2.6 Problem-Solving

Problem-solving lies at the heart of many conflict resolution processes. Many negotiation and mediation models involve a stage or phase dedicated to problem-solving, e.g., as part of the “option generation and negotiation” (see for example, Alexander et al., 2015). Negotiation and mediation textbooks frequently discuss the value of consensual or joint problem-solving approaches to resolve conflict (Adler, 2006; Alexander et al., 2015; Fisher & Ury, 2012). These approaches typically involve two or more parties solving mutual problems (as a team rather than addressing issues from opposing ends) (Adler, 2006), and are frequently based on “principled bargaining”, a negotiation approach developed by Harvard Negotiation Project, also known as interest-based negotiations (Fisher & Ury, 2012). During principled bargaining, conflict parties/negotiators look for mutual gains and independent fair standards and have a desire to maximise each party’s gain (they seek to “expand the pie”).

While the conflict management literature focuses on the process of how groups of people or at least two parties can jointly solve problems, cognitive psychology can help explore the process of problem-solving as a cognition (Bruce Goldstein, 2019, pp. 356-392). Understanding the cognitive dimension of problem-solving may help practitioners develop their problem-solving skills to support conflict parties to resolve or manage their conflicts.

Approaches to Problem-Solving

Cognitive psychologists have developed several approaches that help describe how the human mind may engage in problem-solving. One approach of interest is the “Gestalt approach” (Goldstein (2019, pp. 356-361). You were introduced to certain aspects of this approach in 2.2 Perception earlier in this chapter. This approach uses reorganisation or restructuring of an initial representation in one’s mind to solve problems. It may be useful for conflict practitioners to know about the Gestalt approach since it encourages perspective-taking to find solutions to issues, a process that is frequently discussed in conflict resolution literature.

As an example of what it may mean to organise a representation in your mind, please complete the following activity:

Activity: To illustrate how representing a problem in the mind, and how changing this representation can help find solutions to problems, let’s consider the following “problem”:

Determine the length of the segment marked x if the radius of the circle has a length r (see image below). Note that this problem was posed by Gestalt psychologist Wolfgang Kohler in 1929 (Goldstein, 2019).

Figure 2.6.1. If the length of the circle’s radius is r, what is the length of line x? Adapted from Gestalt Problem of Circle by TeebaObaid used under a CC BY-SA 4.0 licence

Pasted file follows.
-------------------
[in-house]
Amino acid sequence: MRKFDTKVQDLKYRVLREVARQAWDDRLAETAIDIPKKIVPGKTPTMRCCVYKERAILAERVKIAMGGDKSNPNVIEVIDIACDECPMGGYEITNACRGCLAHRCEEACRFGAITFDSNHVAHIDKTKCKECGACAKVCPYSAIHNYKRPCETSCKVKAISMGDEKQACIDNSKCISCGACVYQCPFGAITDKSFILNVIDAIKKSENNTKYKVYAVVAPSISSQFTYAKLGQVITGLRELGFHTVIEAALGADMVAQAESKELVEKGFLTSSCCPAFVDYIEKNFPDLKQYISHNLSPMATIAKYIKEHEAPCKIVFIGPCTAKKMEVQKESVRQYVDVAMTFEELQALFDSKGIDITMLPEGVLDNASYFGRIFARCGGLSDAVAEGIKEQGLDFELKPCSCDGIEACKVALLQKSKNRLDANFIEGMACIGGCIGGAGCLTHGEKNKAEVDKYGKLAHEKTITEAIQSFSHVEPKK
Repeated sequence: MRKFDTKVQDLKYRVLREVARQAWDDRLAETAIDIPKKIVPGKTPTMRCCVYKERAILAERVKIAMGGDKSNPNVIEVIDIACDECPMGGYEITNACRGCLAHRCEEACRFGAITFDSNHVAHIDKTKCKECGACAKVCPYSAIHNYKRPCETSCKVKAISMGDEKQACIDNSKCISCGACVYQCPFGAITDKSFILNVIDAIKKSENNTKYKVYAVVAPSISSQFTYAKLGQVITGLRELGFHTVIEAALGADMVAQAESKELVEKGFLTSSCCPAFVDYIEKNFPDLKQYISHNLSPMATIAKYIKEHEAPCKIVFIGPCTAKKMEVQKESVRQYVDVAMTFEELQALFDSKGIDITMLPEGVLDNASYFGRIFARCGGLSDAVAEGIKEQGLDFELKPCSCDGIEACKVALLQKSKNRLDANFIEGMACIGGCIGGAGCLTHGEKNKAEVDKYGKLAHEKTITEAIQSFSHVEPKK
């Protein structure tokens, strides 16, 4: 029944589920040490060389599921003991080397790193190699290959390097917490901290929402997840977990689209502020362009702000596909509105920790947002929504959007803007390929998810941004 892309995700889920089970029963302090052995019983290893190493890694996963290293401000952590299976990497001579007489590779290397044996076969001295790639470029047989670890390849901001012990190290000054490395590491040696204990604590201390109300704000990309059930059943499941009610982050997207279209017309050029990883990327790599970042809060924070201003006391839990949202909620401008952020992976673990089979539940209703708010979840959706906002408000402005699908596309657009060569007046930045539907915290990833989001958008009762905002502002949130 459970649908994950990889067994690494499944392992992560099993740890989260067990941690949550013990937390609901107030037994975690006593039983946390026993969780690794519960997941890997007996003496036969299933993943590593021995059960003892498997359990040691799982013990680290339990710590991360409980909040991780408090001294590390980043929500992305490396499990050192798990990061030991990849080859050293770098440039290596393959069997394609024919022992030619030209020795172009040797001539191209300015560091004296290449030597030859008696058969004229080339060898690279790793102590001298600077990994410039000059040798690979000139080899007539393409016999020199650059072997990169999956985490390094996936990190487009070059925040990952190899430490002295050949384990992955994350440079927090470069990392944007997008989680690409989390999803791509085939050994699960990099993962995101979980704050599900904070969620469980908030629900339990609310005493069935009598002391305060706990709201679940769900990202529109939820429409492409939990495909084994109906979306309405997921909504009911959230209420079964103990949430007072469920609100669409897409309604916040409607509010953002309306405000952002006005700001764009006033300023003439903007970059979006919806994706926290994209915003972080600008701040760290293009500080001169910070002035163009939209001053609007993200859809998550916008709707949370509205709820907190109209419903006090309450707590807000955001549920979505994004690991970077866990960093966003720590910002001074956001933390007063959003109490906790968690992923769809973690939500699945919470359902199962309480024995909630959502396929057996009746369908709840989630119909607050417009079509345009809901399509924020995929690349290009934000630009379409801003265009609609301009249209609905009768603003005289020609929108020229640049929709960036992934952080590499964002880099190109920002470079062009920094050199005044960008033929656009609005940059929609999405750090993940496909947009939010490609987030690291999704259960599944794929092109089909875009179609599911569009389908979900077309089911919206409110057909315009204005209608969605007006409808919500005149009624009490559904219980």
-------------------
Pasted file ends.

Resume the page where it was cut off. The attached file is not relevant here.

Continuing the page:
Further information about additional approaches to problem-solving, for example using analogies by way of analogical encoding, considering how a problem is being stated, can be found in Chapter 12 of Goldstein’s 2019 Cognitive psychology: Connecting mind, research, and everyday experience

Creative Problem-Solving

Conflict management textbooks, publications and training frequently include a section on creative problem-solving. Creative problem-solving is meant to help generate new ideas and open people’s minds to think outside the box. For an example of what it may mean to think outside the box, please complete the short exercise below, called the nine-dot problem.

Exercise instructions: Connect the dots by drawing four straight, continuous lines that pass through each of the nine dots, without lifting the pencil from the paper.

Figure 2.6.2. The nine dots puzzle is in the public domain

Let’s now consider how creative problem-solving may apply to conflict management and which approaches and activities may help negotiators, mediators, facilitators or other conflict practitioners become creative (Brown, 2006).

Key Reading

Brown, J. G. (2006) Creativity and problem-solving, in The negotiator’s fieldbook: The desk reference for the experienced negotiator, pp. 407-413.

This reading talks about creativity and problem-solving techniques to be used in negotiation and mediation, including:

  • brainstorming
  • wordplay (changing a word, deleting a word, adding a word, shifting emphasis)
  • de Bono’s Six Hats technique
  • atlas of approaches
  • visualisation
  • feel my pain
  • flipping or reversal
  • use of props/toys
  • idea arbitrage.

 Reflection Activity

At this point in the chapter, you might like to spend 10 minutes considering how the various approaches to problem-solving discussed above may relate to conflict management. You might want to consider any insights you gained from the Gestalt approach or creative problem-solving, including by noting some key learnings from the reading by Brown (2006) in more detail.


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2.6 Problem-Solving Copyright © 2024 by Judith Rafferty is licensed under a Creative Commons Attribution-ShareAlike 4.0 International License, except where otherwise noted.